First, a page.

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On the NLF: Those Ten Points (1969)

The N.L.F.'s ten points as printed in a recent S.D.S. newsheet - Vietnam Peace Proposals - require some comment, particularly because of the N.L.F.'s claim that they are peace proposals.

Points one to three reiterate what the N.L.F. has been saying for years, viz that the U.S. must get out of Vietnam completely, leaving it to the Vietnamese. Will this lead to a subsequent N.L.F. and hence communist takeover of South Vietnam? Apparently not. Point four tells us that the South Vietnamese will be able to take part in democratic elections and select a coalition government. Politically, this is exactly what has been condemned in capitalist society, by much of the left over the past few years. Has the N.L.F. been fighting for ten years just so that it can take part in democratic elections? What about its revolutionary characteristics that the left in western countries has told us so much about? What happens to the mass of South Vietnamese who have been supporting the N.L.F. for the past decade? - sold down the river by democratic elections. Point four reads as if the N.L.F. is prepared to collaborate with the reactionary and corrupt politicians in Saigon. Point five elaborates on the formation of a provisional coalition government. But, as Saigon and the N.L.F. won't talk to each other in Paris, it is hardly likely that they will get together to form a government if the U.S. withdraws its troops unconditionally. If this should happen, an N.L.F. victory, both militarily and politically, is likely. This would be followed by an N.L.F. government (possibly including people outside the N.L.F.) which eventually must lead to a communist takeover. There is no force in South Vietnam which, is politically viable apart from the communists. The Thieu government would collapse without U.S. support. As for the other noncommunists, whether inside or outside the N.L.F., they are neither sufficiently organised nor strong enough to defeat the communists politically. If the N.L.F. is prepared to take part in a provisional government it would be only as a prelude to a communist takeover.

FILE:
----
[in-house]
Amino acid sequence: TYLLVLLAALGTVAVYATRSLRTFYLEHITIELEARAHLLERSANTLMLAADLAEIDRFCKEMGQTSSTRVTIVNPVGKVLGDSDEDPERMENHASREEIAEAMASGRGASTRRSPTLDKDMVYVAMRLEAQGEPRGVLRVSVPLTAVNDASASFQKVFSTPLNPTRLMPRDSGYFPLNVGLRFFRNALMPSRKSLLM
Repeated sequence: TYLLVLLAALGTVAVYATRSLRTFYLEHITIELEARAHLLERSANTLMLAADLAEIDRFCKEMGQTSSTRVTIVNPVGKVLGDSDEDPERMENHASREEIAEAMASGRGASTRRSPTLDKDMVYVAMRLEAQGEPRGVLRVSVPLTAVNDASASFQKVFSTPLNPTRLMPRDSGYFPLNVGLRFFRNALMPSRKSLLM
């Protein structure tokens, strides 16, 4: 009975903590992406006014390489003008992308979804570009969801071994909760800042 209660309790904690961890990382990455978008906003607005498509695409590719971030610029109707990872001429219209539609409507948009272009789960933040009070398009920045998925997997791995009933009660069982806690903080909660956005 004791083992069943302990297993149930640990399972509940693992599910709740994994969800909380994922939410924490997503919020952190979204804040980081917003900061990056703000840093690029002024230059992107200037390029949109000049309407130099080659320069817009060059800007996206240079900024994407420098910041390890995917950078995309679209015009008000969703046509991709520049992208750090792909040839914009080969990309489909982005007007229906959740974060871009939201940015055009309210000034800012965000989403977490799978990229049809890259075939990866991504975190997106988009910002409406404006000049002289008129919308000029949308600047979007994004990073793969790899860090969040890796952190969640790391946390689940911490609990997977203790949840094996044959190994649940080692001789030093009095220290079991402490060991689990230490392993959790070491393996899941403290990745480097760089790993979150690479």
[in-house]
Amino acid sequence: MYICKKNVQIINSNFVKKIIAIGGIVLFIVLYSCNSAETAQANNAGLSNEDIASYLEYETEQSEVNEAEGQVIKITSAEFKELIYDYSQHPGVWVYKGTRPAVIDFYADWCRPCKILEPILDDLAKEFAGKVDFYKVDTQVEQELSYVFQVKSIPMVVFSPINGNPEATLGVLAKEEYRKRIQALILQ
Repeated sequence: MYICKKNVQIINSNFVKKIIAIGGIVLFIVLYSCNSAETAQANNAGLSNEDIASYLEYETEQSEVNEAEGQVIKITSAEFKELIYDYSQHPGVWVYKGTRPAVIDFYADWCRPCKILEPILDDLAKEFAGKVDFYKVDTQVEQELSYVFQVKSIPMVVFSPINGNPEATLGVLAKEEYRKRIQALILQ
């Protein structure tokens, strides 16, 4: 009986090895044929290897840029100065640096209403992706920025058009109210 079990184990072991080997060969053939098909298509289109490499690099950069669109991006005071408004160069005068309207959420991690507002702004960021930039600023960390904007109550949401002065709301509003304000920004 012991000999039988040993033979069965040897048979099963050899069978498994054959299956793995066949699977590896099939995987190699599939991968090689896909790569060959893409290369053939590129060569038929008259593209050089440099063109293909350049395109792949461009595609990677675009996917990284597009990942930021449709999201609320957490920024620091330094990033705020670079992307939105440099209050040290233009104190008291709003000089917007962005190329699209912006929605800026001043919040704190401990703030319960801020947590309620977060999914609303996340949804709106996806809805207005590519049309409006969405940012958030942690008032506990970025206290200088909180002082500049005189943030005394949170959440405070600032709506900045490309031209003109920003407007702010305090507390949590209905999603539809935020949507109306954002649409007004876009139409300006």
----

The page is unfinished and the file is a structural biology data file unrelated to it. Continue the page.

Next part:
Let us now consider point six. The N.L.F. says that South Vietnam will "establish diplomatic, economic and cultural relations with all countries irrespective of political and social regime including the U.S.". Setting aside the fact that the N.L.F. is deciding South Vietnam's foreign policy before being elected, does this also include South Africa, Rhodesia, Spain, Portugal, Bolivia ...........

Point seven states that the reunification of Vietnam will be achieved peacefully by discussions and agreement between the north and south zones of Vietnam. This implies that the majority of people in South Vietnam are in favour of reunification with the north. How can this be known at the present time? Vietnam has been divided for fifteen years. It is just not known if a majority of South Vietnamese would want to live under the same regime as the North Vietnamese. Ho Chi Minh, of course is waiting for the day when his communist regime dominates the whole of Vietnam.

A reading of point eight reveals that neither North Vietnam nor South Vietnam would join any foreign military alliance. In the event of a U.S. withdrawal there are not likely to be any foreign alliances formed. The North Vietnamese and South Vietnamese do not need them: However, will the reported 80,000 Chinese troops in North Vietriam then go home? Points nine and ten do not require comment as they deal only with the aftermath of the war; the withdrawal of U.S. and other foreign troops, payment of war damages by the U.S. and the release of prisoners on both sides.

While anarchists are extremely critical of the N.L.F. and North Vietnam, they realise that a large proportion of the blame for the Vietnam war rests with U.S. The solution for peace in South Vietnam does not lie in one imposed by the U.S. as the American government now realises. Nor does it lie in a solution imposed by the N.L.F., coalition governments or any other of the so-called peace proposals that are talked across the table in Paris. Peace in South Vietnam will come when the people reject all authoritarian regimes no matter where they are imposed from and take to organising their own lives in the way they did in the late 1950's when Diem started his political persecutions of the people, particularly in the countryside, and before the communists captured control of the resistance movement. However, the people of South Vietnam have been battered from all sides and no matter what happens at the Paris peace talks, it appears inevitable that there can only be one result - a communist controlled South Vietnam.

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